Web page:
‘Many years later, as he faced the firing squad, Colonel Aureliano Buendi?a was to remember that distant a Dernoon when his father took him to discover ice’

After Graham pointed out that this style of news stories may seem like a good thing as we get the important facts quick, we can easily edit them as journalists – by just chopping the bottom off – it largely creates a superficial view of our Public Sphere. This was explored with Postmans comment: News consumers are: ‘the best entertained and quite likely the least well-informed people in the Western world’ (Postman 1985: 108).

What I found interesting by all of this was the trade-off between Story and Plot or as Torodov Puts it “The story is what has happened, the Plot is the way the author presents it” (Todorov 1977: 45). If this is the nub of it that means even the most objective journalist can never really tell the story only the plot.

With this in mind we had a brief insight into data journalism – which I hope we will re-explore – it seems the idea of this was to try to do what Torodov seems to suggest is impossible. By creating databases of information it is no longer up to the journalist to write the plot but simply present the story. Obviously there are limitations to this, the journalist could still withhold data and indeed the consumer then weaves their own plot with this data. And this is perhaps the most interesting idea, as it links back to communication being all about Identity, not facts, but finding our place in the world so we can be at peace with it. Or so we can jump back into Habbermas’ sphere and try to reason with it until we do understand.

With the world ever increasingly leaving its Industrial state and moving to a Networked state; Herbert Gans idea that the inverted pyramid is becoming outdated seems particularly important. Which essentially says Journalists need to get better at presenting the story, or indeed the Plot.

(Journalists) ‘will have to learn how complicated events can be described and explained in a more easily understandable fashion; and how connections between events and their contexts can be made intelligibly’ Gans (2009: 23).

With Thanks to Lecturer Professor Graham Meikle Email: g.meikle@westminster.ac.uk Twitter: @graham_meikle

News & Public Opinion – Public Sphere #NAPO

Today’s lecture focused on the opinion Democracy, or indeed more specifically Public opinion.

At first we explored the two widely accepted forms of representative democracy Elite and Deliberative.

Elite is where citizens vote for the Elite, who then make decisions based on un elected officials and experts opinions because they are thought based to make decisions on their field, as they are ‘Experts’.

The other, Deliberative, is where citizens still vote for representatives but they are instead much more involved in the decision making processes as the citizens and their ‘public opinions’ influence and inform the representatives.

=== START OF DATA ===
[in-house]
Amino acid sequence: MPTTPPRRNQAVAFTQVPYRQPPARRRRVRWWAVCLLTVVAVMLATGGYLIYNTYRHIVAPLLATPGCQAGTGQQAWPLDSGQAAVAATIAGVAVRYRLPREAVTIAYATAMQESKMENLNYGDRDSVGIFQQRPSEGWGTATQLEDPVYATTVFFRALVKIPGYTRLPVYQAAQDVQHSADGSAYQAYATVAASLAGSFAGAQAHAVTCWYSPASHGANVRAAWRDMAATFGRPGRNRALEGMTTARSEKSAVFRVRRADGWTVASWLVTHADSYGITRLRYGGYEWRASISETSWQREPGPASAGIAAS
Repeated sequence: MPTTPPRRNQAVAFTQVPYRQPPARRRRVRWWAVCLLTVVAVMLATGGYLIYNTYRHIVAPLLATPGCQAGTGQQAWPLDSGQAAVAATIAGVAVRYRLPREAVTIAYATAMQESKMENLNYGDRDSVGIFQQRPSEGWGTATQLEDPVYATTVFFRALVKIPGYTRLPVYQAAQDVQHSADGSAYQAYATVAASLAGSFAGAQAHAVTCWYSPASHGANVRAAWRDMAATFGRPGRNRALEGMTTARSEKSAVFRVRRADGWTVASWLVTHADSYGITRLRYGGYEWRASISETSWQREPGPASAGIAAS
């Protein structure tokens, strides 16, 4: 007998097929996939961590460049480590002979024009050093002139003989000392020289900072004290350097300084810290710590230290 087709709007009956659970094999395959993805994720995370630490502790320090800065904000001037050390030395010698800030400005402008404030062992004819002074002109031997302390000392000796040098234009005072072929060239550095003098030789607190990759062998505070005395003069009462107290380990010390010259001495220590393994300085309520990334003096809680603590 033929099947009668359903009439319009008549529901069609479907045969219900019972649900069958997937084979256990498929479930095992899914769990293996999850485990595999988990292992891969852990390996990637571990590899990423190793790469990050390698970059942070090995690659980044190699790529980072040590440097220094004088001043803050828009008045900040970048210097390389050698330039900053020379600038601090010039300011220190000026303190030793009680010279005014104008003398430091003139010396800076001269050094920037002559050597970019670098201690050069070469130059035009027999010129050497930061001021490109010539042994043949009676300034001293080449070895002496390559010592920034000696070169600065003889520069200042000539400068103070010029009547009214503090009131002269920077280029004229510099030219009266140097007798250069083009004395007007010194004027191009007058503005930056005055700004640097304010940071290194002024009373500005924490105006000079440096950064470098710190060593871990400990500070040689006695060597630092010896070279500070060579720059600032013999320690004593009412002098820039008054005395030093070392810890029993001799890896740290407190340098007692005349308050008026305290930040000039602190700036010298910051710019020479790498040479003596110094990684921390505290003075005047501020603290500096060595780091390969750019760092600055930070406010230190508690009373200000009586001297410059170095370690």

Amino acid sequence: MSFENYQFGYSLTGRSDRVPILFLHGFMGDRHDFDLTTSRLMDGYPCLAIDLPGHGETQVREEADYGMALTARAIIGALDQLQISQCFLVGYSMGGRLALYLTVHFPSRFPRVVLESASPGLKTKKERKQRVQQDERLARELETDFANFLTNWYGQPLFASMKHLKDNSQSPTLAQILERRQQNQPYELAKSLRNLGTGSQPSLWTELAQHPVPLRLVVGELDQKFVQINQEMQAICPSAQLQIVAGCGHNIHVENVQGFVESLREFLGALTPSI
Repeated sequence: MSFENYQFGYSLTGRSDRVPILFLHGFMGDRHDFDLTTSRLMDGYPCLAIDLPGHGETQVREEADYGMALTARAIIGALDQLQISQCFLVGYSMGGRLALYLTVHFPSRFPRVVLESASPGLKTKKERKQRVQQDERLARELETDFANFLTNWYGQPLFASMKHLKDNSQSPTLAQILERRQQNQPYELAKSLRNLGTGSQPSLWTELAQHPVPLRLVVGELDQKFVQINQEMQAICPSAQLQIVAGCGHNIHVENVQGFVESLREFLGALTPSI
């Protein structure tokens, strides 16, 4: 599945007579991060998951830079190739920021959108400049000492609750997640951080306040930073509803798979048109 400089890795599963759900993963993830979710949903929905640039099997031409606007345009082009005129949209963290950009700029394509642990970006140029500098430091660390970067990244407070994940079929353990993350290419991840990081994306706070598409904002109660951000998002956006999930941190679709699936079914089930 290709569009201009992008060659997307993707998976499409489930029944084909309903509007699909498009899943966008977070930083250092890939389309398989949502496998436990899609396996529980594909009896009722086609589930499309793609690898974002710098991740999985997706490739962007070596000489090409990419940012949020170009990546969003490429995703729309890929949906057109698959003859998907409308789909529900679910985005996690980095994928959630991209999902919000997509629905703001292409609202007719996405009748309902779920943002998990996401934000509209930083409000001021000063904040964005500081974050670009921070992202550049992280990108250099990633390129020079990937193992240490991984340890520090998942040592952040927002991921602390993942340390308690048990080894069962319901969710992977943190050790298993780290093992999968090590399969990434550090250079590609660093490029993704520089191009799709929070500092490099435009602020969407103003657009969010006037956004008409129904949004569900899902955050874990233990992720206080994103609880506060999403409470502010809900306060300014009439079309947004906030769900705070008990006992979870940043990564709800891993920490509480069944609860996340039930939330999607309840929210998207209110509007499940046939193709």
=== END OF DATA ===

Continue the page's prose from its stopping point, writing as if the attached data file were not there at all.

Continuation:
At first look deliberative seems to make more sense or it seems to be more democratic. But what shocked me was how i felt like our ‘Democracy’ was more elitist than deliberative. I did settle on the concept of democracy as a sliding scale as our government and system of MPs is not entirely elitist but the Upper House of Lords, the use of aides and experts are. Its fairer to say ours sits somewhere between the two. That said, it is defiantly closer to the Elite format.]

There are two main Theorists to back these concepts of democracy and as a branch off the public sphere. First is Walter Lippman who believed the best way forward was the Elite structure. He argued this because he didn’t think people were clever enough or have the time to assess the complete info to make decisions on governance. He also argued that because everyone’s perception of reality was different how could the Public in general be expected to come to make important decisions. The most interesting thing about Lippman was he was the man behind the modern-day form of stereotypes; he said ‘We perceive reality to fit our stereotypes’ As to the media doing anything about helping the ‘Public’ understand he dismisses this as impossible because of the concept of journalists being ‘professionals’ (The idea Newspapers and Journalists are bound by the rules and advertising restrictions set by their organisation)

The counter theory supports the more deliberative theory and that is Jurgen Habermas’ theories. His speak of the Ideal Public sphere, potentially like the one in the 18th century Bourgeois public sphere during the rise of trading, capitalism and the middle class. He thinks that the Ideal Public Sphere has Universal access, free from state or economic pressure, that is dealt with in a rational way with critical discourse based on evidence. Habermas accepts we are handicapped by our perceptions as Lippman said but argues that if we talk and exchange on these perceptions, we are able to listen and alter them. However his theories also go on to explain that after the 18th century a ‘Re-Fuedalisation’ of media took place. By this he means there was and is now a return to where media is dependant on advertising and serves private interests, much in the way Lords ruled during the feudal age, now Media Moguls do now. He was also particularly critical of Public Relations, management and Manipulation of public opinion.

His theories have been criticized, especially by the feminism movement for talking of the Ideal public sphere in the 18th century, because that was made up of mainly (ironically largely like today) White, Middle Class, Men. However his ideas are much more palatable than Lippmans, as a show of hands at the end of the lecture saw very few Lippman fans over Habermas. As to those who say he is ‘utopian’ modern examples of his Ideal speech and public sphere concepts can be found in movements such as the Occupy movement who successfully found ways to re-engage with politics in his way in an attempt to make our democracy more deliberative. However the evictions of these camps see the Elite system winning over for now.